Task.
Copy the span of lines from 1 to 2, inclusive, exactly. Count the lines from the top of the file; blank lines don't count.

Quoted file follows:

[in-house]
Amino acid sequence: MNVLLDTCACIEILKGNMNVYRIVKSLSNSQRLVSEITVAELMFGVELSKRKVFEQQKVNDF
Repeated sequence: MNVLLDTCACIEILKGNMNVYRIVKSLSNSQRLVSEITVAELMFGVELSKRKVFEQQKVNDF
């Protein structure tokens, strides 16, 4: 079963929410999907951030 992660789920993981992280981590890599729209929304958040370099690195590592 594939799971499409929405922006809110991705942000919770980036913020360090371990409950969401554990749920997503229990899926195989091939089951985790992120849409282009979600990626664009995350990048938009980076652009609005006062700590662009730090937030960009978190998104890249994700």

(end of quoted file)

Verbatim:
[in-house]
Amino acid sequence: MNVLLDTCACIEILKGNMNVYRIVKSLSNSQRLVSEITVAELMFGVELSKRKVFEQQKVNDF